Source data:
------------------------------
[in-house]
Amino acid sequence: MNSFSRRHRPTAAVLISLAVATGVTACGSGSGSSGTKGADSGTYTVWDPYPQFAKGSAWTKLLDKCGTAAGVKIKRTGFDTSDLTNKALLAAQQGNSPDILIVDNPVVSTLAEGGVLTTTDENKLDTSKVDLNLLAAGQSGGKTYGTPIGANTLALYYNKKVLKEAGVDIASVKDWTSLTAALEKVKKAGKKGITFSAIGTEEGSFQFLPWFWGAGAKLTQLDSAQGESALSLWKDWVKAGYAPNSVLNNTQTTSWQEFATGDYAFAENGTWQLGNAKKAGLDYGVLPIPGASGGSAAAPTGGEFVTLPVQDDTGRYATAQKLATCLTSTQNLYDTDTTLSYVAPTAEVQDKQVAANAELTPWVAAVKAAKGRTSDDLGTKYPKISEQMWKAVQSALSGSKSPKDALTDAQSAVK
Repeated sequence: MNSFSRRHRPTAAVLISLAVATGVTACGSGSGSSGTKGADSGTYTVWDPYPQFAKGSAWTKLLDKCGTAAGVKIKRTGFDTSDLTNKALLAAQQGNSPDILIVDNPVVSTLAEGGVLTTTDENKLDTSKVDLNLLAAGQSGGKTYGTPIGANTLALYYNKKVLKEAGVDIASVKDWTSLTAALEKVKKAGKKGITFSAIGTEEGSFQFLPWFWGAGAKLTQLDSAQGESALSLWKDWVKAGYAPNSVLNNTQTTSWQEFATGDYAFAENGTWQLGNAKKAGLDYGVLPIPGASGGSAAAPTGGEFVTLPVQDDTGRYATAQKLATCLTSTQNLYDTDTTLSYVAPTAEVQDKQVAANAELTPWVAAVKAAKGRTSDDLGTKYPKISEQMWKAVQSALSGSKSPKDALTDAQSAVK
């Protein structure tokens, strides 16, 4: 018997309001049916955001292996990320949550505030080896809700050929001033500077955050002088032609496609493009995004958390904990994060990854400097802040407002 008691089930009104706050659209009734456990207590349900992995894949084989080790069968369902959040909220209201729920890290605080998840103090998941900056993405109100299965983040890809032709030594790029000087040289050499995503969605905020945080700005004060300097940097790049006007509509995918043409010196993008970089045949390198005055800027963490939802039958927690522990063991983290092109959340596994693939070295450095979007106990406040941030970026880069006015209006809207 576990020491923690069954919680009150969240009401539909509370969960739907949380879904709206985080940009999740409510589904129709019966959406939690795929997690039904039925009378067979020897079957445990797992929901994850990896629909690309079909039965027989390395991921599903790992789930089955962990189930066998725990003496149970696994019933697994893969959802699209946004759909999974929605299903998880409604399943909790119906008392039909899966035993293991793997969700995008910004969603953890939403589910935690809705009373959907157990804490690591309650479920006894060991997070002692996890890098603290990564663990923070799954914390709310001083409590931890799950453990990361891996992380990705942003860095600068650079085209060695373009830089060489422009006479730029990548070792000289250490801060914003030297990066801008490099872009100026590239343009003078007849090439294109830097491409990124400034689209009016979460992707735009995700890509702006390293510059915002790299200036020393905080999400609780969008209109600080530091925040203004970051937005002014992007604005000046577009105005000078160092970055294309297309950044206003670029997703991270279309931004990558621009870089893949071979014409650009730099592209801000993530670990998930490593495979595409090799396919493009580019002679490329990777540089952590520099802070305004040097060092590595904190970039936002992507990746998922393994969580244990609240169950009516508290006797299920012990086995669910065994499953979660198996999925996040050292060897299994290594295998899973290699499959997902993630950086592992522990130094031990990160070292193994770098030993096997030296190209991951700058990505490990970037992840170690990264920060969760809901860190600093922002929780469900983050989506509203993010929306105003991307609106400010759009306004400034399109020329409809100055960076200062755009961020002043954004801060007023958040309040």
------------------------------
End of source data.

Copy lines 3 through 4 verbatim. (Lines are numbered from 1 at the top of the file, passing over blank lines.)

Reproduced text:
Repeated sequence: MNSFSRRHRPTAAVLISLAVATGVTACGSGSGSSGTKGADSGTYTVWDPYPQFAKGSAWTKLLDKCGTAAGVKIKRTGFDTSDLTNKALLAAQQGNSPDILIVDNPVVSTLAEGGVLTTTDENKLDTSKVDLNLLAAGQSGGKTYGTPIGANTLALYYNKKVLKEAGVDIASVKDWTSLTAALEKVKKAGKKGITFSAIGTEEGSFQFLPWFWGAGAKLTQLDSAQGESALSLWKDWVKAGYAPNSVLNNTQTTSWQEFATGDYAFAENGTWQLGNAKKAGLDYGVLPIPGASGGSAAAPTGGEFVTLPVQDDTGRYATAQKLATCLTSTQNLYDTDTTLSYVAPTAEVQDKQVAANAELTPWVAAVKAAKGRTSDDLGTKYPKISEQMWKAVQSALSGSKSPKDALTDAQSAVK
């Protein structure tokens, strides 16, 4: 018997309001049916955001292996990320949550505030080896809700050929001033500077955050002088032609496609493009995004958390904990994060990854400097802040407002 008691089930009104706050659209009734456990207590349900992995894949084989080790069968369902959040909220209201729920890290605080998840103090998941900056993405109100299965983040890809032709030594790029000087040289050499995503969605905020945080700005004060300097940097790049006007509509995918043409010196993008970089045949390198005055800027963490939802039958927690522990063991983290092109959340596994693939070295450095979007106990406040941030970026880069006015209006809207 576990020491923690069954919680009150969240009401539909509370969960739907949380879904709206985080940009999740409510589904129709019966959406939690795929997690039904039925009378067979020897079957445990797992929901994850990896629909690309079909039965027989390395991921599903790992789930089955962990189930066998725990003496149970696994019933697994893969959802699209946004759909999974929605299903998880409604399943909790119906008392039909899966035993293991793997969700995008910004969603953890939403589910935690809705009373959907157990804490690591309650479920006894060991997070002692996890890098603290990564663990923070799954914390709310001083409590931890799950453990990361891996992380990705942003860095600068650079085209060695373009830089060489422009006479730029990548070792000289250490801060914003030297990066801008490099872009100026590239343009003078007849090439294109830097491409990124400034689209009016979460992707735009995700890509702006390293510059915002790299200036020393905080999400609780969008209109600080530091925040203004970051937005002014992007604005000046577009105005000078160092970055294309297309950044206003670029997703991270279309931004990558621009870089893949071979014409650009730099592209801000993530670990998930490593495979595409090799396919493009580019002679490329990777540089952590520099802070305004040097060092590595904190970039936002992507990746998922393994969580244990609240169950009516508290006797299920012990086995669910065994499953979660198996999925996040050292060897299994290594295998899973290699499959997902993630950086592992522990130094031990990160070292193994770098030993096997030296190209991951700058990505490990970037992840170690990264920060969760809901860190600093922002929780469900983050989506509203993010929306105003991307609106400010759009306004400034399109020329409809100055960076200062755009961020002043954004801060007023958040309040």